Interoperability is insufficiently taken into account in public procurement. It is an external cost often ignored but which could be made part of the total lifecycle cost. It can help reduce the impacts of vendor lock-in
The new procurement Directive 2014/24/EU offers concepts that support a more holistic approach to costs:
- Use of ‘most economically advantageous tender’ (MEAT) as default criteria (Art. 67). When transposing the Directives, member states may choose to forbid or restrict the use of lowest price as the sole award criterion.
- The use of life cycle costing (LCC) as a method for assessing tender costs is clarified (Art. 68). Contracting authorities may select to include costs imputed to externalities in this calculation.
The externalities that can be imputed under LCC can refer to societal challenges such as environment but can also refer to other types of external costs such as the lack of interoperability. Interoperability removes the costs associated with linking to incompatible systems. It is a principle of both the EU eGovernment Action plan principles and the European Interoperability Framework.
To increase interoperability, the Catalogue facilitates the use of standards in procurement (more here) and the reuse of digital services (more here). Also, the Catalogue provides interoperability guidelines and it invites practitioners to submit national guidelines, applied practices, or experiences on procuring interoperable services. When guidelines exist to integrate the lack interoperability in MEAT or LCC, this will be indicated.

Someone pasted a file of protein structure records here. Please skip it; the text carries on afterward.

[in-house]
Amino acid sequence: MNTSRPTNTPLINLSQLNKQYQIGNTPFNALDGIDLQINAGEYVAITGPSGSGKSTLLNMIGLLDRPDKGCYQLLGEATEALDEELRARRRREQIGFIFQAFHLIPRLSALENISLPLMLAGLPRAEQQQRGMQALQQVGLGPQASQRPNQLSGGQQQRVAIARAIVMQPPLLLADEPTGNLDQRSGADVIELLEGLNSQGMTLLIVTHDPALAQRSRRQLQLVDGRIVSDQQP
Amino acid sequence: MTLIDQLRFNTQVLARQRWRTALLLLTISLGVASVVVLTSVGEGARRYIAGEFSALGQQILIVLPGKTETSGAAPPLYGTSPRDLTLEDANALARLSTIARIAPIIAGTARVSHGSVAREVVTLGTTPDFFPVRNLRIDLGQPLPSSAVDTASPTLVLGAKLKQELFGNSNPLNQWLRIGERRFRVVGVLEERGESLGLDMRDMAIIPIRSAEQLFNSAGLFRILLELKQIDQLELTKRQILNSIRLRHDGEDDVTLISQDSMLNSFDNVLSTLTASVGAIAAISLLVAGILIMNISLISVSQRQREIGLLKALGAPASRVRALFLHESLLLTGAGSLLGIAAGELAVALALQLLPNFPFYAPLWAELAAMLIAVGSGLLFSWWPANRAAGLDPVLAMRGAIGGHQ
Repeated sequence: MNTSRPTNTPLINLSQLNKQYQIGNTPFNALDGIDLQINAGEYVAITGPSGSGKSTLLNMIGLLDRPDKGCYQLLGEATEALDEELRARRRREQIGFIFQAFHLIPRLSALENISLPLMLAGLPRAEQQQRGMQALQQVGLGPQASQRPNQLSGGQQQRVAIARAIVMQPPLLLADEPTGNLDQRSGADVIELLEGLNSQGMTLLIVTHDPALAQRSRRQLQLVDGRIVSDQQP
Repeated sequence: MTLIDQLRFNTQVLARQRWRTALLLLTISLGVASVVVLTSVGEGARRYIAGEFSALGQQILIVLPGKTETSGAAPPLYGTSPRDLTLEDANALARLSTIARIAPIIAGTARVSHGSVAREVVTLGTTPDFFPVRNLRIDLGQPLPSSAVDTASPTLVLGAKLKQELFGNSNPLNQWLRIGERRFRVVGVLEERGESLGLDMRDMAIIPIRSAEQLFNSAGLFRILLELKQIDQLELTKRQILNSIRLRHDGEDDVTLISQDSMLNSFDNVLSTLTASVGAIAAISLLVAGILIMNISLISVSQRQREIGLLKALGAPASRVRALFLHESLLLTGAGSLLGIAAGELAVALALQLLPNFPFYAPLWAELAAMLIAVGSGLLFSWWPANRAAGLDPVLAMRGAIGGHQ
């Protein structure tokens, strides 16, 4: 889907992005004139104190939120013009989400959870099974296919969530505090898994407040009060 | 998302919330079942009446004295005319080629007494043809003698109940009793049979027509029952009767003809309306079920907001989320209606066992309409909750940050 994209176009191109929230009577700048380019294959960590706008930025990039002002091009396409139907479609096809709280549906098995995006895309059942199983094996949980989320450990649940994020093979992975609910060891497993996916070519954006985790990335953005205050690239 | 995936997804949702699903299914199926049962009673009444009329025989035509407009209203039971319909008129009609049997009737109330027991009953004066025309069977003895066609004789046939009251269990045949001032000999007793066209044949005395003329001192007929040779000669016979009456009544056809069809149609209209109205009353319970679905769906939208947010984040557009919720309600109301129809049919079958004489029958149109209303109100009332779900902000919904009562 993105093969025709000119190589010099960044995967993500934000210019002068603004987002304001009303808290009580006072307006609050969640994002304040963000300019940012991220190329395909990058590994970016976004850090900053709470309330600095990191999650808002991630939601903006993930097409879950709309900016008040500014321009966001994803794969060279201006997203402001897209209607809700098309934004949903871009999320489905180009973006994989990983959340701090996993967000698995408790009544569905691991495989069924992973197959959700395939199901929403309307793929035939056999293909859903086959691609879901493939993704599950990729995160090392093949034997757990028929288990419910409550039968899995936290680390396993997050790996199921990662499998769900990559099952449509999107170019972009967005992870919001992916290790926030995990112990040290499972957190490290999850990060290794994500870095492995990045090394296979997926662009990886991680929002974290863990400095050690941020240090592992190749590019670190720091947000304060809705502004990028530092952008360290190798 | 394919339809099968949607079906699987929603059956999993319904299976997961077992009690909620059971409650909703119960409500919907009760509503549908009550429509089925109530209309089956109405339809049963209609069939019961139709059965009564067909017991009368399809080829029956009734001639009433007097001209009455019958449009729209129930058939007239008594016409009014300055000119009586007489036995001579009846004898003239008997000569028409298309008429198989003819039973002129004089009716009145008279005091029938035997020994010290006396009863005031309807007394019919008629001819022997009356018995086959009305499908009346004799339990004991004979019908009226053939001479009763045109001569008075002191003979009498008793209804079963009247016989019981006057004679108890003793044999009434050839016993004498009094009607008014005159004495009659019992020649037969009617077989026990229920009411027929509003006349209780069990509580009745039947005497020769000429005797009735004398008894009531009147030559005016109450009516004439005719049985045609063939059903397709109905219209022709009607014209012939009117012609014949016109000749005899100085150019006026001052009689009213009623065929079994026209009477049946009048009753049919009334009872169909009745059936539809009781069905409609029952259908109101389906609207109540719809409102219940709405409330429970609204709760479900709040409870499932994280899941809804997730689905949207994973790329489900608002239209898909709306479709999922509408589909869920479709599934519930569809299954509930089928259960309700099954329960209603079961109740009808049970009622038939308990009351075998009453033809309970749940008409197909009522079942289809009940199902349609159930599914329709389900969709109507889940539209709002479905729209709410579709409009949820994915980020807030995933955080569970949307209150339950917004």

As part of Action 23 of the Digital Agenda , the European Commission has developed guidance on the link between ICT standardisation and public procurement to help public authorities to use open standards to promote efficiency and reduce lock-in. In 2013, the Commission adopted the Communication on standardisation and public procurement. One of the findings following a survey of procuring authorities conducted under Action 23 shows that at least 40% of respondents perceive some degree of vendor lock-in arising from either (a) a lack of interoperability and compatibility between existing and new systems or solutions, or (b) from a lack of transferability of data and information between old and new systems. Lock-in arising from institutional factors (e.g. staff familiarity with existing products) was noted by 25 per cent of respondents; and lock-in arising from service providers was noted by just under 20 per cent of respondents.
Where relevant, the EU Catalogue will refer to the findings of the above initiative and other guidelines to reduce lock-in.